Sunday, August 16, 2015

Exploring Sky Meadows

I've ridden at Sky Meadows State Park in Delaplane, Virginia a couple of times:  once last year with a small group who didn't know the trails and once with a friend a few weeks ago.  The first time, one of the ladies in the group didn't feel comfortable taking her horse up the mountain trail, so the second time, I went with a lady whose horse I knew could do a mountain trail so I could check it out.  (And yes, it's possible that I told her that there was nothing very steep or rocky or challenging just so that she would come with me, because I now have to lie to people to get them to come riding with me...)

My first impression of the park was that it wasn't going to make the cut for trails that I regularly use for conditioning work.  Getting in a lot of miles would be hard without endlessly circling the park and while the trails were marked really well, it seemed like there were about 8,000 of them, all with distances between .43 and 2.2 miles, and it was impossible to know which ones allowed horses without consulting a map, because the markers didn't say.  But because I hadn't been able to check out the mountain trail the first time, I kept the park in the back of my mind in case I had the time and inclination to go back.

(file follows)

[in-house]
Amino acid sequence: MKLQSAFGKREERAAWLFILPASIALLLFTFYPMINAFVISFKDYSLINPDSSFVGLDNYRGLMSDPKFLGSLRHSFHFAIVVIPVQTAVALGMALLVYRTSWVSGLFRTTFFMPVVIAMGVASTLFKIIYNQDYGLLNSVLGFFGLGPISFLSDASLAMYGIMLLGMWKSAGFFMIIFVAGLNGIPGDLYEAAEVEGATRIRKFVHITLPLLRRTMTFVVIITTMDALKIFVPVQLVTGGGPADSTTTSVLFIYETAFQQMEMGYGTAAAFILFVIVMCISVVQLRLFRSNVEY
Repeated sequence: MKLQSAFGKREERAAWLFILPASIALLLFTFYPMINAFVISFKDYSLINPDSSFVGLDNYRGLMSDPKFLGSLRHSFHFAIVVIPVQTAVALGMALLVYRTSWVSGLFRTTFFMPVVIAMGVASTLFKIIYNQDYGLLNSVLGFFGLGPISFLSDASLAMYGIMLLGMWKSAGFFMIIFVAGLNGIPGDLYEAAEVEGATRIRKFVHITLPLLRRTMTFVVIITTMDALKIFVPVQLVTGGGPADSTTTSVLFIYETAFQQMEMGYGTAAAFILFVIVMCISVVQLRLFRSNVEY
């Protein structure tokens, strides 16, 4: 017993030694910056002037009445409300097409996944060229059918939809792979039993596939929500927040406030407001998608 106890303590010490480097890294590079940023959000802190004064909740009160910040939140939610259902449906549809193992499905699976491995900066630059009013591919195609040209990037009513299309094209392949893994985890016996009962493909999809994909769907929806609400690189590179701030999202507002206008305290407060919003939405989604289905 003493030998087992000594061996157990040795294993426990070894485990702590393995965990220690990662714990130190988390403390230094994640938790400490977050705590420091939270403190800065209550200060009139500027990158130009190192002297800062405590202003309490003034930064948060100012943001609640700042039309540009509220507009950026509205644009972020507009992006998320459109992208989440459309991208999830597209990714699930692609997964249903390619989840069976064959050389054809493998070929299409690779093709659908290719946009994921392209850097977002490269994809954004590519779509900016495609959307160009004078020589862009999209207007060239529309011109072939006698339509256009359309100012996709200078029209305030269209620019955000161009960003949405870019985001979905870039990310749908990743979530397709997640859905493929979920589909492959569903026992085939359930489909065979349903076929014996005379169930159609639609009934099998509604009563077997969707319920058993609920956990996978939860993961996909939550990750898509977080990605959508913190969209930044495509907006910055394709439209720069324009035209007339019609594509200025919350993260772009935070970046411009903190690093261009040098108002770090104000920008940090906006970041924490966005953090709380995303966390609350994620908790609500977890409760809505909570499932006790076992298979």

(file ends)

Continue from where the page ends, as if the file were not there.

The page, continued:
Well, fast-forward about a year, and I was experiencing a bit of "meh" about the three or four places that I typically ride at.  And Sky Meadows popped back into my head.  I had a friend whose horse I knew could handle anything even if his rider was not as excited about more challenging terrain, and I knew she was looking to go for a fun ride.  So, ahem, I told her how beautiful Sky Meadows is (that is not a lie - it is gorgeous!), that the trails are in great shape (also true), and that there shouldn't be any terrain that was too difficult (I actually had no idea because I'd never been on the section of trail that I wanted to explore, but it was a mountain trail and listed as a difficult trail on the map).